Township resident John Notsch asked whether the DNR might change the designation of the property and not allow hunting.
Bengston said it was very unlikely.
“Our mission is to preserve habitat for wildlife and provide public recreation,” he said. “It takes legislative action to sell a WMA. That’s something we rarely if ever do. I don’t foresee any change. That area is going to be open to hunting. We have a mission. Our goal is to create open space, create a place that people can go to and enjoy nature.”
Sandquist said once the purchase goes through they will start initial development, which generally means grassland restoration and wetland restoration.
“This property is pretty much essentially restored, so we would begin some of the parking lot work,” he said.
There will most likely be three parking areas, one off Hwy. 24, another off a township road and one in Stearns Co. off Co. Rd. 44.
Bengston said their parking areas are very understated - usually a fenced off area with gravel on an existing approach. One Twp. 
area will most likely be the old Clearwater Twp. Hall parking lot.
He said the land will be kept in its natural state. No motorized vehicles, no snowmobiles or horses will be allowed.
“We have a public mandate in this state to look for areas that have this prime habitat area. It’s our mission to look for these valuable areas.
“In Clearwater Twp., you’re sitting on tremendous natural resources. A lot of private landowners maintain those natural resources by themselves. But on top of that protection of natural resources is having land for the public to use,” he said.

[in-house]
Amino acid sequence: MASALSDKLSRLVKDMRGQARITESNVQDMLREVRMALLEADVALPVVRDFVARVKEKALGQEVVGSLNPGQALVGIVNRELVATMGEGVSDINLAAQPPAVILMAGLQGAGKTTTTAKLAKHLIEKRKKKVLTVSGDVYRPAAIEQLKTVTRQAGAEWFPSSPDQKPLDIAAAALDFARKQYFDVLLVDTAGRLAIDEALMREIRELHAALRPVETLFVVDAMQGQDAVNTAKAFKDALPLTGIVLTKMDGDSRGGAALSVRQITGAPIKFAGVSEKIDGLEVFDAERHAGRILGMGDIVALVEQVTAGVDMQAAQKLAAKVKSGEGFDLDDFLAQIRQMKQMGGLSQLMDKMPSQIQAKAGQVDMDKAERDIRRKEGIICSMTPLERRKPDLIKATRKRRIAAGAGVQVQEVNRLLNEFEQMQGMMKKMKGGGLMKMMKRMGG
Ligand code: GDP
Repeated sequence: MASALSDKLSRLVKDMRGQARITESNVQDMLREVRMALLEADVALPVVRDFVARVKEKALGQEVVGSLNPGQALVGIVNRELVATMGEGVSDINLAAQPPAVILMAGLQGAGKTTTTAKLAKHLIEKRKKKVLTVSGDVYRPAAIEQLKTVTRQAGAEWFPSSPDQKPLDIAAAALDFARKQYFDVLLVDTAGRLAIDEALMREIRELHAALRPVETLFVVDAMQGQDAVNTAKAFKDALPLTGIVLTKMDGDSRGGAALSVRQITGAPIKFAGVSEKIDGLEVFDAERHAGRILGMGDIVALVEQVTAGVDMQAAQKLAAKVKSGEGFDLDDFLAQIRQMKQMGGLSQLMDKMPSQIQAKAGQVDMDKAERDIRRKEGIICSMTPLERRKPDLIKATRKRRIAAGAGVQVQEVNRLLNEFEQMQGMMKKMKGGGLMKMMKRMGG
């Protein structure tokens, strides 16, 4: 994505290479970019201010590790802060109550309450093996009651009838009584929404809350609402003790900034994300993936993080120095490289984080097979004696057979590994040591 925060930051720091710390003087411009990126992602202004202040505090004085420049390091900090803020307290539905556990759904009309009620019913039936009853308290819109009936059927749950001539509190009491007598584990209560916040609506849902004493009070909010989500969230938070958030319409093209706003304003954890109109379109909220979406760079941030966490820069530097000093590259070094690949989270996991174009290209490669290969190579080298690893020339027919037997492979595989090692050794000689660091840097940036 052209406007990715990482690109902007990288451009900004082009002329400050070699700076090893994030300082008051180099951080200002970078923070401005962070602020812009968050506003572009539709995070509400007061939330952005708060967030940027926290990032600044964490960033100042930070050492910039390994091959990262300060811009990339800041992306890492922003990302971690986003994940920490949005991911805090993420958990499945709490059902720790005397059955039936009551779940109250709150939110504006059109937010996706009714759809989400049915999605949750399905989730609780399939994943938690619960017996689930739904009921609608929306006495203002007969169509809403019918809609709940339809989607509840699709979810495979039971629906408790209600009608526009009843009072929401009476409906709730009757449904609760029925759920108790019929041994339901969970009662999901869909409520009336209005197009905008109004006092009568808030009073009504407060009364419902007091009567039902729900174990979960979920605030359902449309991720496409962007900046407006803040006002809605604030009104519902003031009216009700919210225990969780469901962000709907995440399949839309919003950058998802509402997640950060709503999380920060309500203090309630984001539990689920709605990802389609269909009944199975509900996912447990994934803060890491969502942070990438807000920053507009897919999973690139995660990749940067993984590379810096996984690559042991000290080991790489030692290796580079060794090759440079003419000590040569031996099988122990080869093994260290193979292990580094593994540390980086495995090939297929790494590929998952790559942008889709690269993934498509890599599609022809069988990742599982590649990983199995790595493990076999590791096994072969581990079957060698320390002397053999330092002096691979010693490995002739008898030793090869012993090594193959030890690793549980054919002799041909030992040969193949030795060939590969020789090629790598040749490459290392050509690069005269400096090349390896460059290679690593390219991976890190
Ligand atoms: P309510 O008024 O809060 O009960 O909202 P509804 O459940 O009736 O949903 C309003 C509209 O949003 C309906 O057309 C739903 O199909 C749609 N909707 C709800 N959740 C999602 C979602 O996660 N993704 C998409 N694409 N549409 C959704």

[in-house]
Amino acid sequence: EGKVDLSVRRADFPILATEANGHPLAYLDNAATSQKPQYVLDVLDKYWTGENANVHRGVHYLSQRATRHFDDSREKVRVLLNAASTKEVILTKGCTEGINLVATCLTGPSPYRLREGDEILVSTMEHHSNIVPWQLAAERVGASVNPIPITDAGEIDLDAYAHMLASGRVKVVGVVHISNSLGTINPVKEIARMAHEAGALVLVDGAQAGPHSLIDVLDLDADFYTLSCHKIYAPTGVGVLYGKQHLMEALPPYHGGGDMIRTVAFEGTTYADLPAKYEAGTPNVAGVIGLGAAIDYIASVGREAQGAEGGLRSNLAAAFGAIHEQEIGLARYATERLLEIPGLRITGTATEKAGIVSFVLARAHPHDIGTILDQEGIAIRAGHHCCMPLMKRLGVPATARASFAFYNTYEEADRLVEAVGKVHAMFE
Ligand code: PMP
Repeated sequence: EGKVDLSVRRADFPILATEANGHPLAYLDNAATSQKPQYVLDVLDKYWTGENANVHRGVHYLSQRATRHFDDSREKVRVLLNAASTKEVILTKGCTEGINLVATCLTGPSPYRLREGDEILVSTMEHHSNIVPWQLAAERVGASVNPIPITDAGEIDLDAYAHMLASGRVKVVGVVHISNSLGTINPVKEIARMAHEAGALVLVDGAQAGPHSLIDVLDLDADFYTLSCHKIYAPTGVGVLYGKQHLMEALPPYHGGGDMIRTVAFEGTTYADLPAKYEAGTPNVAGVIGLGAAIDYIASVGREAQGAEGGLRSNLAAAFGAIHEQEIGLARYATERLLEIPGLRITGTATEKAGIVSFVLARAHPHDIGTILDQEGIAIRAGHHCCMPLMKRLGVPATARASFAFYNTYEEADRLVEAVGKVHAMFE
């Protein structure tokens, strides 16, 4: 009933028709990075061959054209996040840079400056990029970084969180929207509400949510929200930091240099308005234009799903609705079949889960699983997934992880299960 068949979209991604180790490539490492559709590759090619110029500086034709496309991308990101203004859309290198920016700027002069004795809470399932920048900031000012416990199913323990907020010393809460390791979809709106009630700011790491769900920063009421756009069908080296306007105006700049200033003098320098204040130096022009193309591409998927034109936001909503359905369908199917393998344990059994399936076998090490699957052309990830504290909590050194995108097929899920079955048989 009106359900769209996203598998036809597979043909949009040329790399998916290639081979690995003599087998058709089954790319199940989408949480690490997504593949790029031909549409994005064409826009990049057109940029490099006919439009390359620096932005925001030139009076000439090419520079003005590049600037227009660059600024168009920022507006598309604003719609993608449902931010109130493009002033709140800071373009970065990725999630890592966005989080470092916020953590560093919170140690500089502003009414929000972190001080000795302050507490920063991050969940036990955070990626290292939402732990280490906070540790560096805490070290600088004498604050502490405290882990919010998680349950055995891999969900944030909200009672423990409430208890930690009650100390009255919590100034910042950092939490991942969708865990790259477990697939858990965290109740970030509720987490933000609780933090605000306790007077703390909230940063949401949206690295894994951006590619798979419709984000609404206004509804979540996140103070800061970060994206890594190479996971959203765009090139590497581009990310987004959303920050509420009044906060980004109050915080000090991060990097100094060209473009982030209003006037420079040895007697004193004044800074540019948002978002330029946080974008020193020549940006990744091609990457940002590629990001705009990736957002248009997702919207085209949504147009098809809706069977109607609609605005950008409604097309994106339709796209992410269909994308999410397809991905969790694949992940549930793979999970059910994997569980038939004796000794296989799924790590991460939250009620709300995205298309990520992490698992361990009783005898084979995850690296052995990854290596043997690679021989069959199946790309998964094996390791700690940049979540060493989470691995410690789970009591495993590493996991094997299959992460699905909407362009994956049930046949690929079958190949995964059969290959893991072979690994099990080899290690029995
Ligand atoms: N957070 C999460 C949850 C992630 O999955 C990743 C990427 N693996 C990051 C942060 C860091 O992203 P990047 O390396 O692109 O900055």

Bengston said there are always going to be a few people who abuse their privileges and don’t respect boundaries. But the DNR will do its best to make sure that doesn’t happen.
“We try to be good neighbors. We try to have a presence,” he said. “We try to keep the areas neat and orderly and posted so they’re clearly marked on both sides so that when hunters are on a wildlife area, they know when they are leaving it. 
Sandquist said the goal is to close on the property by late December.


(From left) Lexi Freund (Big Lake), Betsey Cornelius and Ben Cornelius (Nowthen), Gunner Dorweiler and Colton Dorweiler (Princeton), Ben Manning (Zimmerman), Bailey Dorweiller (Princeton) and Salene Krueger (Big Lake.) The county fair runs from July 16-19. (Photo by Ken Francis.)

Dr. Lola Sutherland is retiring from clinical practice after 33 years in the Big Lake community. (Photo by Jennifer Edwards.)

SMITTY’S AMATEUR FIDDLERS CONTEST drew 22 musicians to compete in Big Lake this year. They were accompanied by Gilmore Lee.

LEE GERHARDSON, 47, from New London, was found dead in Big Lake near the swimming beach in 10 feet of water Monday. Cause of death is unknown at this time but foul play is not suspected.

Adopt-a-Road participants volunteer for Sherburne National Wildlife Refuge (NWR) and work to clean roadsides that border and bisect refuge land. This spring, from April to June, approximately six individuals, three families, and seven groups, such as boy and girl scouts and 4-H groups, volunteered to clean countless miles of roads. (Submitted photo.)